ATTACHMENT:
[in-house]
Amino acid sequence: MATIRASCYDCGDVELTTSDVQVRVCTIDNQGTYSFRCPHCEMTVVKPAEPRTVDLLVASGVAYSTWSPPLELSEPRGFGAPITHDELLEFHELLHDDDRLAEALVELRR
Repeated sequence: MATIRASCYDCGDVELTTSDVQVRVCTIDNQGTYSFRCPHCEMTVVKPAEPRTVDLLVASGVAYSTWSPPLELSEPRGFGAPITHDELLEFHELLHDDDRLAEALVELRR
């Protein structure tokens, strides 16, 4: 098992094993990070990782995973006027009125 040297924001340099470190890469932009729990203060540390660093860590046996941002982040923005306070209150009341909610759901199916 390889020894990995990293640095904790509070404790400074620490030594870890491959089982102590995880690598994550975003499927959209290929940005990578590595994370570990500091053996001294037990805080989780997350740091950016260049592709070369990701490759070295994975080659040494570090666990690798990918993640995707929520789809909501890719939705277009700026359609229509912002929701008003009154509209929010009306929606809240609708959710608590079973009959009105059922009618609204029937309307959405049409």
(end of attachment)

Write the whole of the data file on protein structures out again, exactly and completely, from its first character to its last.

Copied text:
[in-house]
Amino acid sequence: MATIRASCYDCGDVELTTSDVQVRVCTIDNQGTYSFRCPHCEMTVVKPAEPRTVDLLVASGVAYSTWSPPLELSEPRGFGAPITHDELLEFHELLHDDDRLAEALVELRR
Repeated sequence: MATIRASCYDCGDVELTTSDVQVRVCTIDNQGTYSFRCPHCEMTVVKPAEPRTVDLLVASGVAYSTWSPPLELSEPRGFGAPITHDELLEFHELLHDDDRLAEALVELRR
């Protein structure tokens, strides 16, 4: 098992094993990070990782995973006027009125 040297924001340099470190890469932009729990203060540390660093860590046996941002982040923005306070209150009341909610759901199916 390889020894990995990293640095904790509070404790400074620490030594870890491959089982102590995880690598994550975003499927959209290929940005990578590595994370570990500091053996001294037990805080989780997350740091950016260049592709070369990701490759070295994975080659040494570090666990690798990918993640995707929520789809909501890719939705277009700026359609229509912002929701008003009154509209929010009306929606809240609708959710608590079973009959009105059922009618609204029937309307959405049409």